Of Geniuses and 800-year-old Hips.

geniusOn Sunday at 2:15, I have an appointment with an Apple Genius at Sherway Gardens. I bury my late-rising self in the Saturday papers for too long, and when I raise my head civil war breaks out.

Hips demand exercise. Sorry, Hips, I say, I’ve done Feet. No time for you. I need to spend that half hour on Mind and its buddy Computer. I’ll get back to you later this afternoon. Then I stand up.

“See,” yell Hips. “We’re all seized up. You should stretch one minute for every year of your life.”

“Like I’ve got an hour and a half every expletive day!”

“Look, we’re structural, we’re the foundation. Mind is just electrical.”

Mind, tyrant that it is, does what it wants, and uses up the half hour.

So I arrive at the Genius line more or less knowing what my computer problem is.

In front of me is a beautiful boy. He has apparently tagged along with his parents, probably bored out of his mind. But no, the adults go off with their Genius, and the boy remains. Is he 12? Maybe a young-looking 13? The next Genius leads him away, asking,”What do you want to work on this time?” The boy begins a lengthy answer, not a word of which I understand.

My Genius shows up. I ask him to repeat his name. It is Chinese and sounds like the French word for yes.

I haul out my Mac Air Book-3 years and 6 months old, no longer covered by that expensive extended warranty. “I have been leaving it on because it takes so long to reboot, but it shuts off while it’s sleeping. When I go back to it, it won’t turn on until I plug it in. The battery still has a charge, so that’s not the problem. Then it takes forever to boot up again.”

He starts tapping keys. “First of all, you need to turn it off as often as possible. We’ll get rid Rapport. I know your bank told you to run it, but you don’t really need it. The bank site is secure enough. I find people who have it complain their computers run slow. Then we’ll take out this. I’ll leave this window open and when you get home, plug the computer in and click “Turn off file vault.” I check it out. Who knew I was encrypting my files.

“We’ve only got 15 minutes, so we need to use out time wisely,” he says.

Okay. We must have used 3 already.

He reboots the thing. It’s already faster and no longer black and white when it asks for my password.

“So, I tried to save my photos on iCloud, but..”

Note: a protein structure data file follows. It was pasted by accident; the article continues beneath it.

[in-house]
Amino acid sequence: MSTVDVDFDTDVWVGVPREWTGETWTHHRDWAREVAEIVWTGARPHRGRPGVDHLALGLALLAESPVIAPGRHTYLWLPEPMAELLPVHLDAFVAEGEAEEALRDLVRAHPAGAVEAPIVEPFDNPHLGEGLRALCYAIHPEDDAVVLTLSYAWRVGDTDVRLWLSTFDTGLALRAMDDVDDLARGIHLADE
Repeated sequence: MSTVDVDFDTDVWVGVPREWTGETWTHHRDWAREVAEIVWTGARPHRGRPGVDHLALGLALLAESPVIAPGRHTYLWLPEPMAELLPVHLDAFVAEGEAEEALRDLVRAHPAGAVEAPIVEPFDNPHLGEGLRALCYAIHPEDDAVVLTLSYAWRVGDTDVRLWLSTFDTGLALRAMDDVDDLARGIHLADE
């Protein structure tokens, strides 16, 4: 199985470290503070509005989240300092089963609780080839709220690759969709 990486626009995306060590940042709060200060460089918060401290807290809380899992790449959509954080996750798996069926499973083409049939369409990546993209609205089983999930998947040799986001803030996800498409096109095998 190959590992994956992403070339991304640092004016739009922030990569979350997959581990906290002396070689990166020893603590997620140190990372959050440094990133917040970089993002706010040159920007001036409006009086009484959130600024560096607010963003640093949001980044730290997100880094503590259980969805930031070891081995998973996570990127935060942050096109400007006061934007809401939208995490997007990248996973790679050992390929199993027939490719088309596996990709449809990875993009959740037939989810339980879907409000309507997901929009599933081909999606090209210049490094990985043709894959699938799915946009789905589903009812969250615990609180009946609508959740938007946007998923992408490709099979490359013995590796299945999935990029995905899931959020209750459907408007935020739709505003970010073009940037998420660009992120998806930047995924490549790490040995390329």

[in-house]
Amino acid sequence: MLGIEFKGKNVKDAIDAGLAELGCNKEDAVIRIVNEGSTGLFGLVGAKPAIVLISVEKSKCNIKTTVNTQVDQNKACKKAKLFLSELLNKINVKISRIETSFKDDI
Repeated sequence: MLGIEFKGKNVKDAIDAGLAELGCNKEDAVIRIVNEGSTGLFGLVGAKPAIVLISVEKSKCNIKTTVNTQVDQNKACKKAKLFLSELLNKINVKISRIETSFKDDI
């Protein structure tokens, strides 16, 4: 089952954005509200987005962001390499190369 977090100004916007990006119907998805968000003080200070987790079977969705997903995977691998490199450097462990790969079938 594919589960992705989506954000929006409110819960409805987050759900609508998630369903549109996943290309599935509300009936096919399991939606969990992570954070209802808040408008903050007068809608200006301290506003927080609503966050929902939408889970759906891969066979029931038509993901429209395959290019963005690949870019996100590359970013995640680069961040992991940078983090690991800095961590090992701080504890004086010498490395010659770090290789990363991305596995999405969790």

“ICloud isn’t really for photos.” He grabs my iPad, plugs it in and in a trice loads my photos there as backup. “I’m like a car mechanic. I fix things. I’m not really a teacher. Come to classes where the teacher is good at that. Here’s the screen for quitting File vault again.” Then he adds, “I suppose you don’t turn the iPad off either.”

“Isn’t it off now?”

“No, it’s sleeping.”

Okay, I wonder, does he want me to turn off my iPhone as well? I don’t ask. I give him my humble thanks. I figure he just came out ahead by at least 5 minutes, kind of a slam, bam, thank you situation.

As he departs backstage, I rise from my high stool. My bags are on the floor. How did they get so far away? “See,” yell Hips. “You need to do a full set of Tai chi, not just the exercises and not just those stupid Yoga stretches.” Stooping is not going to work.I creak forward in a deep bend from the waist. Central Back screams. I stagger down the aisles of people, some of them four-years-old, playing with chained-down devices.

Across the way is a Pottery Barn outlet. Maybe I could just saunter around it. Who knew Christmas shopping started before Remembrance Day? I sidle through the crush. I never shop in stores now. See Hips above. But I spot red lunch plates, only $9. I really really want lunch plates to go with the Fiesta Ware I received when I turned 70, but have you see the prices?. $40 later, I have a huge box of plates. I get to the outside door, but before I press the button to open it, I go back to the store to ask for a bag. Carrying the heavy box has threatened to tip me forward.

Starbucks is jammed, but a welcome rest stop.

I am parked on the deck, way out beyond civilization, past construction. I see there is a yellow hatching on other side of the road for pedestrians, complete with barriers. Cars without parking spots are cruising nose to tail slowly around blind corners. Pedestrians on the other side are flattening themselves against hoardings as I did on the way in. The walkway I’m on is more roundabout, but finally, it leads me across the road between cars to a seven inch curb painted yellow. Okay. There’s a low wall on the left. I put one hand on it to balance and step up, ignoring Hips who are crying out in agony. I glance right. A good-looking young man is looking at me. He smiles his congratulations. I’ve made it.